Inside the mind of a mass murderer

A Forensic Psychologist sheds light on the nature of mass murderers.

FORT WAYNE, Ind. (WANE) Whenever there is a mass shooting many people wonder about the mindset of the person responsible. Some are quick to blame mental illness, but experts believe that more often than not it’s about something else. Forensic Psychologist Stephen Ross has experience evaluating mass murderers.

“These folks, generally men, are outliers meaning they’ve cut themselves off from society,” Dr. Ross said.

He said in most cases it doesn’t come down to mental illness, rather, most often its extreme anger and the thought they are working for some cause.

“I don’t think all of these guys are insane,” Ross said. “I think that they have purposely chosen, probably by virtue of some sort of inherent evil, they’ve chosen to do this.”

Most often the people involved in mass murders leave a trail on social media. He said they might also express anger about a particular issue in conversations with friends and family, but won’t explicitly reveal their plans.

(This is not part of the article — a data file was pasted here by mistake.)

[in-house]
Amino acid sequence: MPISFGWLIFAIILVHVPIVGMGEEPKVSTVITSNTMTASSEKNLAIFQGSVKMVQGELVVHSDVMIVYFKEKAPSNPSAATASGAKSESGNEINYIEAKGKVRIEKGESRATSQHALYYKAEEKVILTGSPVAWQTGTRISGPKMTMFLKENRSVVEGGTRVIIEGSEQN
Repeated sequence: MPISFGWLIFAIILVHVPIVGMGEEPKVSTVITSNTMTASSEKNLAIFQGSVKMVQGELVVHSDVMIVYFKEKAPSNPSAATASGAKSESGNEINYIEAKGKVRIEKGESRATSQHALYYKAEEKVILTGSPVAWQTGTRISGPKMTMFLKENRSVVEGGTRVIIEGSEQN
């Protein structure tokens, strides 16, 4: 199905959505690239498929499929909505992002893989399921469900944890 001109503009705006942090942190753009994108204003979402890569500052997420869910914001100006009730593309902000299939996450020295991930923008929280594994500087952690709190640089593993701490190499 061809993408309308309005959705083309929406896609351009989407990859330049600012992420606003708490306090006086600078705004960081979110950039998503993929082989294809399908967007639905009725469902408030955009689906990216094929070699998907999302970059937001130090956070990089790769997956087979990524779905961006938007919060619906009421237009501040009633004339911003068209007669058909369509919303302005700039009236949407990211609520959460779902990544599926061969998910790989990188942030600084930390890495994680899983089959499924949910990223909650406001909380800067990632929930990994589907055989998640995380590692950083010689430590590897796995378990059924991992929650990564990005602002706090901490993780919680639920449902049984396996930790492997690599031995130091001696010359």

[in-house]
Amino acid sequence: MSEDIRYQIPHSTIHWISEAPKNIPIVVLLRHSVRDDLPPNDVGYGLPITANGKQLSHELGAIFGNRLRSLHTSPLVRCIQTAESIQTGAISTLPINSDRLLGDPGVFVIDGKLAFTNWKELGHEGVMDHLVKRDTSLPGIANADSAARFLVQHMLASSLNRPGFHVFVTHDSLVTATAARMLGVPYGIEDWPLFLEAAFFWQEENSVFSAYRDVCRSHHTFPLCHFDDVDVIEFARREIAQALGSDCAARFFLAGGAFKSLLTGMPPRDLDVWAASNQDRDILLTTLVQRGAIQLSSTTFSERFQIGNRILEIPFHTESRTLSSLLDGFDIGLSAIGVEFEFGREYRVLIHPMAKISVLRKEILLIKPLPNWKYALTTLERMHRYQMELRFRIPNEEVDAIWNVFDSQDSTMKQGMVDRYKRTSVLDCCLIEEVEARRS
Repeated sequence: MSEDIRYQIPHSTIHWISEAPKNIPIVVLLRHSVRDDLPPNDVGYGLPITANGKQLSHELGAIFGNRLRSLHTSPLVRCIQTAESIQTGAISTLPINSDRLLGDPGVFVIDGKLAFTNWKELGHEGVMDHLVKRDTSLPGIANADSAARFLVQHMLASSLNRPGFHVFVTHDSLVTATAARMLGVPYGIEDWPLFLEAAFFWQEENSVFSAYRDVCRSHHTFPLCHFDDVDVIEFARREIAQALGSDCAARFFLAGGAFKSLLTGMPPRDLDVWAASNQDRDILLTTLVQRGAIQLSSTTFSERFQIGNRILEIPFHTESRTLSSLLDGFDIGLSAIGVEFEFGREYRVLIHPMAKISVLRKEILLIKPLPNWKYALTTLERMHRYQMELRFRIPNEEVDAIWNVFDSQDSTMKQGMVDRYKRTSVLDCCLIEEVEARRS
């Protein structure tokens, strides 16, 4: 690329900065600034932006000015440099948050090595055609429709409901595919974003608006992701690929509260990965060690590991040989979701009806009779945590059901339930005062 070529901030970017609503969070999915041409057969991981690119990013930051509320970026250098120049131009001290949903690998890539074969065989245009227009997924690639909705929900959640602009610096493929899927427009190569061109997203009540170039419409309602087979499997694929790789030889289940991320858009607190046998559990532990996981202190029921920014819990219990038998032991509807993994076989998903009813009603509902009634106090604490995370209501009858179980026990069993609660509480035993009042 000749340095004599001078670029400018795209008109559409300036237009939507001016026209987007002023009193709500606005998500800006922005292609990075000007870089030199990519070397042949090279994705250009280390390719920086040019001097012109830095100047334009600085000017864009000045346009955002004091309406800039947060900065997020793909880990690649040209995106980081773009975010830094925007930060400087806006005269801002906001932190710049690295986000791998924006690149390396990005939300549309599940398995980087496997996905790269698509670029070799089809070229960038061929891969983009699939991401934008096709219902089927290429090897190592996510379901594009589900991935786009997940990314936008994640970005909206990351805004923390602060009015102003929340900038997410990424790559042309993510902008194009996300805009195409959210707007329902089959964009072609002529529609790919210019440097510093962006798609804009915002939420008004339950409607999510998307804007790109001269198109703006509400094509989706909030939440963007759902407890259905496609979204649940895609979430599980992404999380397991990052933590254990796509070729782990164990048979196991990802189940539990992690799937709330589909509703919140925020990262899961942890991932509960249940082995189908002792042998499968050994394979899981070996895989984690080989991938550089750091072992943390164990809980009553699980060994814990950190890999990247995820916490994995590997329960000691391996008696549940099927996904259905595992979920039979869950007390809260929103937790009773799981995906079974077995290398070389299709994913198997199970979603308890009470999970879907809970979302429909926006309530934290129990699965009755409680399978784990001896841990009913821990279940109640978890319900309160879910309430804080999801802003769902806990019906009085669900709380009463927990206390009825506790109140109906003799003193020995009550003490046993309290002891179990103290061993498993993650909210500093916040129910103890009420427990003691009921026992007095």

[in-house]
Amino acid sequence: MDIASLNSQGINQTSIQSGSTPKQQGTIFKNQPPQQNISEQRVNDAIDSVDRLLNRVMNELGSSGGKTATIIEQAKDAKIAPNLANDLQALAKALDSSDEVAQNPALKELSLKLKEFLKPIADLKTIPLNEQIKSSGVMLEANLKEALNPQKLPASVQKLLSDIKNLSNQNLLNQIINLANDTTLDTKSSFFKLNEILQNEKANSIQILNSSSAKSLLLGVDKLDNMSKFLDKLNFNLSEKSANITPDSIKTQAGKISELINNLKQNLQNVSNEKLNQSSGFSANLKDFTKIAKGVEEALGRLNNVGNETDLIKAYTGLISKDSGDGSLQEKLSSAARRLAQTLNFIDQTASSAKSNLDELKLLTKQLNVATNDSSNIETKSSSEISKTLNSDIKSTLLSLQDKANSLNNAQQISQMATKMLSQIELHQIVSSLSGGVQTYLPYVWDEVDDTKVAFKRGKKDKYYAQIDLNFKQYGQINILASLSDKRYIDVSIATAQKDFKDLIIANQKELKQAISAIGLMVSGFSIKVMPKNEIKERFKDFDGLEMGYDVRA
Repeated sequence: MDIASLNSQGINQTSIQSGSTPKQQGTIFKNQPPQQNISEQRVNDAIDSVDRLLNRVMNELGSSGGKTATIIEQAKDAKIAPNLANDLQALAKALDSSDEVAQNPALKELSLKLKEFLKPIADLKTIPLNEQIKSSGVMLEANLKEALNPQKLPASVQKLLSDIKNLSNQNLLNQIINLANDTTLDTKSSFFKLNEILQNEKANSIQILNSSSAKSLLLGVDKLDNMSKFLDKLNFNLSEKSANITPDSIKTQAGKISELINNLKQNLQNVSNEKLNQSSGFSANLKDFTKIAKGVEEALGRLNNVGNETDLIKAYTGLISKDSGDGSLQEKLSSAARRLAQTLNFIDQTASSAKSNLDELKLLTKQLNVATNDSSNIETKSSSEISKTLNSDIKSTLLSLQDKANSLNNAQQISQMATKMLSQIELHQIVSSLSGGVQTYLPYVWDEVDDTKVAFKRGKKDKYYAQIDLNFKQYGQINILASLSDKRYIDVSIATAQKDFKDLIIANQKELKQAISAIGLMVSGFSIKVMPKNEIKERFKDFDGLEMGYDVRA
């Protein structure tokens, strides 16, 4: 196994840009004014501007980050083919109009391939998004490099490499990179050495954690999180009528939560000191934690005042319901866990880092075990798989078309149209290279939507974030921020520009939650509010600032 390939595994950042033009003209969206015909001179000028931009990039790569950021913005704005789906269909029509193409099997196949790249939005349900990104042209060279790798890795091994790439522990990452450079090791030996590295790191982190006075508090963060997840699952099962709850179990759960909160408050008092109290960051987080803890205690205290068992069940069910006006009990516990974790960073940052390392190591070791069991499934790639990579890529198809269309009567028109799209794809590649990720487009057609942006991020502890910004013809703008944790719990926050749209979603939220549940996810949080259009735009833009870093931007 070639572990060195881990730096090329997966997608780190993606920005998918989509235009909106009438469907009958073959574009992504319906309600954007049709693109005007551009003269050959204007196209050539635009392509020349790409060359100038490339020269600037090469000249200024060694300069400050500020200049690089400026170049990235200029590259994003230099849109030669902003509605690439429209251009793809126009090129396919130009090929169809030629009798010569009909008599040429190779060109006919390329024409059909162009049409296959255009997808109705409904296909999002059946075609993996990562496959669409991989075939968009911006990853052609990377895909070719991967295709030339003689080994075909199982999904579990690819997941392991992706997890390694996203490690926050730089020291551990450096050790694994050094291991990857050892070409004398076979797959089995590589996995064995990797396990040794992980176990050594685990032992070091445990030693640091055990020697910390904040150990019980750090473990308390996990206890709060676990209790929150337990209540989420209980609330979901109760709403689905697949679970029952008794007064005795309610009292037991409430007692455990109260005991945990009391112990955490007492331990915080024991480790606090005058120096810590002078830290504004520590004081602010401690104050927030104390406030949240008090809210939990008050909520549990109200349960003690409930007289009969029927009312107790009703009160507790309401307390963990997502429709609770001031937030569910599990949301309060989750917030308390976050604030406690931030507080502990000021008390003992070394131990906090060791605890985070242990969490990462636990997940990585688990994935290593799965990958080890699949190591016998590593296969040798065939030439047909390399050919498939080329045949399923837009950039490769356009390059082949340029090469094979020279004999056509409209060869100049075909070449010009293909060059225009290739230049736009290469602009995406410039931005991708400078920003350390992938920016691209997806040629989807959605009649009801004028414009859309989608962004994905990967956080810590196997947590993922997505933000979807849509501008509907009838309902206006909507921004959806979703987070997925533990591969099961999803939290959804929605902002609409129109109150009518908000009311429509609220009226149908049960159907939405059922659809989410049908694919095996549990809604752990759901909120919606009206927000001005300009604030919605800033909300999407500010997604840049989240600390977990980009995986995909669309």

“They’re talking code and it’s hard for the average person to read that code,” Ross said.

The mass shooting in Colorado last Friday left three people dead, including a police officer. Dr. Ross said that shooting was like so many others that happen across the United States.

“Most of what we see is a one person job,” Ross said.

What set the shooting in California apart is that more than one person was involved. Ross said that’s when it becomes something more – that’s when it becomes a conspiracy.

“The more thought that they put into it, the more people involved, sadly, there is more planning and there is more forethought into it. They thought through the strategies,” Ross said.

Another unique factor about the California shooting was that a woman was involved, according to authorities.

And what happens after a deadly shooting concerns Ross, too. Ross fears more people will follow in those footsteps after seeing the coverage of the shootings on the news.

“We do know that shootings of this sort, it does promote copycat,” Ross said.

Ross said people who commit crimes based on what they see on TV are often looking for what they think is fame and attention.

Comments are closed.